Water erosion,Waterlogging,Soil water [pdf]

Water erosion :-

Water erosion

Water erosion is the removal of soil by water and transportation of the eroded materials away from the point of removal. Water action due to rain erodes the soil and causes activities like gully,stream and rill erosion leading to the downstream effects of flooding and sedimentation. The severity of water erosion is influenced by slope, soil type, soil water storage capacity, nature of the underlying rock, vegetation cover, and rainfall intensity and period.

This PDF Includes -  

1. Splash Erosio
2. Sheet Erosion
3. Rill Erosion   
4. Gully Erosion
5. Tunnel Erosion
6. Stream Bank Erosion
7. Coastal Erosion 

Download Water Erosion PDF

Waterlogging :-

Water logging

Waterlogging occurs when there is too much water in a plant’s root zone, it also occurs when excess irrigation over a field, which decreases the oxygen available to roots. Waterlogging can be a major constraint to plant growth and production and, under certain conditions, will cause plant death. This constraint may not be apparent until the whole soil profile is saturated and water appears on the surface. The department provides landholders with technical information and support on management options to recognise and reduce the impacts of waterlogging.

Soil water repellence :-

Soil water repellenceSoil water repellence is caused by an accumulation of waxy organic matter in the soil surface. It is worse in sandy textured topsoils. It results in uneven wetting of the soil profile and in poor, delayed and staggered emergence of crops, pastures and weeds and reduced productivity. Drier autumns, less cultivation, dry sowing and some seeding methods make the expression of water repellence worse. Management options include improved furrow sowing methods, soil wetting agents, one-off deep cultivation and clay spreading or clay delving.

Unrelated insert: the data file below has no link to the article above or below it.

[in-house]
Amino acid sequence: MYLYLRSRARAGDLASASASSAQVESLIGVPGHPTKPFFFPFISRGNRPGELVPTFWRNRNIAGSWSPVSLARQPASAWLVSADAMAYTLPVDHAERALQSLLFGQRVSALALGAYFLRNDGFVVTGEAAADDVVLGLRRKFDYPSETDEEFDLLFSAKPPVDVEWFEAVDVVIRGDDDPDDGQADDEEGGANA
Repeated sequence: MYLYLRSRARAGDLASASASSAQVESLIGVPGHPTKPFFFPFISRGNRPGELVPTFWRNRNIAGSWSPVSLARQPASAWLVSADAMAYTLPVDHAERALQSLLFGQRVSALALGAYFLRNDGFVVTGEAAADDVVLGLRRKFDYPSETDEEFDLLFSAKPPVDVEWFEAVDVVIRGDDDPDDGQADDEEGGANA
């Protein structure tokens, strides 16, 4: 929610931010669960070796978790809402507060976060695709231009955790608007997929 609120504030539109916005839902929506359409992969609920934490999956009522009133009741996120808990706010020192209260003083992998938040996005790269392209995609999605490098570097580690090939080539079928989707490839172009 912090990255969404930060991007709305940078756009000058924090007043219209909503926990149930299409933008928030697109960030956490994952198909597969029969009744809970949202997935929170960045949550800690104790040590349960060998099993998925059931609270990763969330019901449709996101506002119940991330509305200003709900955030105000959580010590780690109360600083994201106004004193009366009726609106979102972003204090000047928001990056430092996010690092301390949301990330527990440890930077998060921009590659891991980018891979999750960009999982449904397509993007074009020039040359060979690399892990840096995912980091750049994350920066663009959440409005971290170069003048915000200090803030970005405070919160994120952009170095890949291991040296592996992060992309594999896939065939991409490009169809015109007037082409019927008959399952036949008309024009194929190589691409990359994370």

Soil water :-

Soil waterDryland farming systems rely on the soil to store and release water and nutrients to meet crop demand. Soil water storage is dynamic and changes as a result of a balance between water inputs (rainfall, irrigation) and outputs including evaporation, plant transpiration, runoff, and deep drainage beyond the root zone.
Soil water managements ultimate aim is to improve the efficiency with which rainfall is converted into crop and pasture yield. This involves increasing the size of the bucket (amelioration) and optimising the production system for a given level of water storage (mitigation). Given that soil texture cannot be readily changed, soil water storage amelioration focuses on removing obstructions to water flow into the bucket and increasing the bucket size through rooting depth. In terms of mitigation, knowing how much plant available water is stored allows farmers to predict yields and manage inputs (fertiliser, pesticides) to maximise their profits.

Soil Acidity :-

Soil Acidity

Many soils, especially in humid regions, were acidic before they were ever farmed. Leaching of bases from soils and the acids produced during organic matter decomposition combined to make these soils naturally acidic. As soils were brought into production and organic matter was decomposed (mineralized), more acids were formed. In addition, all the commonly used N fertilizers are acidic—needing from 4 to 7 pounds of agricultural limestone to neutralize the acid formed from each pound of N applied to soils.

Soil nutrients :-

 Soil Acidity

Plant essential nutrients are required for profitable and sustainable agricultural production. An insufficient amount of any essential nutrient will lead to poor crop or pasture growth and limit production, reducing profit for growers. Similarly, because fertiliser prices represent the single largest farm input cost, overuse will reduce growers profits, and can lead to run-off and off-site impacts, such as leaching into waterways.

Soil salinity :-


                               Soil salinity

The salinity of soil refers to the amount of salts in the soil and it can be estimated by measuring the electrical conductivity (EC) of an extracted soil solution. Soil salinity is the salt content in the soil; the process of increasing the salt content is known as salinization. Salts occur naturally within soils and water. Salination can be caused by natural processes such as mineral weathering or by the gradual withdrawal of an ocean.

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